“But We’re Not All Bad!” Is the Wrong Answer

25 05 2011

This might be my most favourite derailing tactic (and by favourite, I mean most facepalm-y) of all time. The old “we aren’t all like that!” trope, guaranteed to derail a discussion in 140 characters or less. If you are privileged enough to have never experienced this (if you haven’t already done it yourself) I’ll give you an example. Adjust the situation for the oppressed/oppressor relationship of your choosing:

Trans woman: Wow, I really wish cis LGB people would quit directly playing a direct hand in my erasure, denial of services/basic humanity and the often fatal harm of me and women like me. That would be great if all that would stop.

And on, and on, and on, and on, and on it goes. More derails follow, the discussion goes to shit and the oppressor often ends up getting consoled instead of the marginalized person being attacked (also known as white women’s tears) and the attempt for a meaningful discussion or call-out is abandoned at that time. All of this because of a six word sentence that has no validity in any of these discussions whatsoever.

Far too many discussions that need to happen do not, because there is always at least one privileged champ who comes in and fucks everything up with this tactic. It is not the way that one in a position of privilege should be reacting when a marginalized person speaks their truths. When a person of colour is talking about their frustrations with harmful things white people tend to do, the correct response isn’t “I don’t do that!/We aren’t all that bad!” The reaction of a person who is truly socially conscious should be to listen and learn. Only after listening and learning (not demanding someone be your Mystical Minority Teacher(TNM)) can you begin to maybe do something about this problem. Not throw a temper tantrum about how all white people aren’t in the Klan, but ask yourself “What can I do to reject my privilege, help end the systemic and oppressive problem the group I belong to has a history of doing, and how can I work to uplift marginalized people?”

The one in the role of the oppressor has no business to “prove” that their group is “not all bad” to a marginalized person. The fact of the matter is, these problems that are spoken of are systemic within the entire communities of privilege. It is not something that occurs only in fringe/extremist/super duper hateful circles within those communities of privilege, it is everywhere within the community. The goal should not be to to prove to any marginalized person that you aren’t all bad (attempting to deny the lived experiences of any marginalized person is fucked up in and of itself.) The goal needs to be to end the systemic oppression of marginalized people that requires these discussions happen in the first place.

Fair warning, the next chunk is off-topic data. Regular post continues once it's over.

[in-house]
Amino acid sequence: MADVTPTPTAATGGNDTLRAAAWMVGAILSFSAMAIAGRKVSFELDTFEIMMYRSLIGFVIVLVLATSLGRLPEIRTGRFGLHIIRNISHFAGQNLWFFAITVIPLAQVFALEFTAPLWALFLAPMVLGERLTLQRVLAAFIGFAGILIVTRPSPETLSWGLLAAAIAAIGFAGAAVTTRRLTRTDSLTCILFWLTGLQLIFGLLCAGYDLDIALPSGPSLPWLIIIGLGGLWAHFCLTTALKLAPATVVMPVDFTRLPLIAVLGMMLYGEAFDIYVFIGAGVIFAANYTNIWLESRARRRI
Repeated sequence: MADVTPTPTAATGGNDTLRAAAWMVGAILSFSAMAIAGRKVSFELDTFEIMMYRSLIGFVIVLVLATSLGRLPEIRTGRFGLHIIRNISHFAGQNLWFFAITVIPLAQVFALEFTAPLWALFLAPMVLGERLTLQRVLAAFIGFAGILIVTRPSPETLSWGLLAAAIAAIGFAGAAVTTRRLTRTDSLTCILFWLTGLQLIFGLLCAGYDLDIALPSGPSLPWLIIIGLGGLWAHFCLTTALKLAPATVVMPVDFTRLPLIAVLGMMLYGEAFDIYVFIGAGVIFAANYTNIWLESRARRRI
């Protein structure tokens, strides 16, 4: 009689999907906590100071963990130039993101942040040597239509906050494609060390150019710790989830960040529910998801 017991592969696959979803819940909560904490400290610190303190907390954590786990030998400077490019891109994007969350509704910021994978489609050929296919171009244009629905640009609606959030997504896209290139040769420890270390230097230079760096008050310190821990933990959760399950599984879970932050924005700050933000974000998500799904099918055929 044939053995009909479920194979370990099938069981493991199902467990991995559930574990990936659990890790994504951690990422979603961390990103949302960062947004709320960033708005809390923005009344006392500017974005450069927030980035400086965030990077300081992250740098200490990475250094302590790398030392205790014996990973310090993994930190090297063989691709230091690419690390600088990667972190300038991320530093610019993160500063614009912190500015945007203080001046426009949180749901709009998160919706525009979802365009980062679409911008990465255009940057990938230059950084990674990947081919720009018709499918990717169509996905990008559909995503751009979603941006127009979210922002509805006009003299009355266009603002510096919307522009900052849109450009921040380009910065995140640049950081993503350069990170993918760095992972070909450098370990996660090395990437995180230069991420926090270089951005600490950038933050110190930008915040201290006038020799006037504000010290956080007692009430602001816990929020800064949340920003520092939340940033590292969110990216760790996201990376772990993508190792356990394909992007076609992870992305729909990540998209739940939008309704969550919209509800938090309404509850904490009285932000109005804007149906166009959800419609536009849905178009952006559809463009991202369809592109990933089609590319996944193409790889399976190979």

Fat Hate: It’s What’s for Dinner

24 05 2010

Fat hatred is nothing new. And whether you’re a size 2 or a size 22, you’ve probably experienced some kind of fat shaming or fat hatred at some point in your life. It penetrates all aspects of daily life – education, work, travel and all forms of media.

So, naturally, fat hatred has infiltrated social networking. A search of the words “Fat” and “hate” on twitter will bring up thousands of tweets about how much the user hates someone who is fat, or is trying to insult someone by calling them fat. On Facebook, the same search turns up multiple pages and groups dedicated to hating things fat people do.

Notice the theme among those pages (besides the awful grammar)?
It’s not just any kind of fat person this hate and vitriol is directed at. Almost all of this is directed at self identified women.

When I worked at Fashion Bug, every day women would come in who had internalized this special combination of sexism and fat hatred, and the results were not pretty.
Women who were terrified of trying on clothes, women who wouldn’t take of their winter coats (in April) to avoid people seeing how big they were underneath, women who wouldn’t let anyone measure them, etc. This is all a direct result of groups that target fat self-identified women.

This is what the world thinks of fat women.

Now, I know you’re reading this groups with judging eyes, but before you get all self righteous, think about how you see fat people. How often do you think “She is too fat for that dress,” “He needs to put down the fork” or “Maybe if she ate some vegetables she wouldn’t be in that scooter?”

This is certainly a big problem, one that requires everyone’s help. But, keeping the same thoughts as those above and just keeping your mouth shut solves nothing. You cannot help us end hate until you rid yourself of hate first.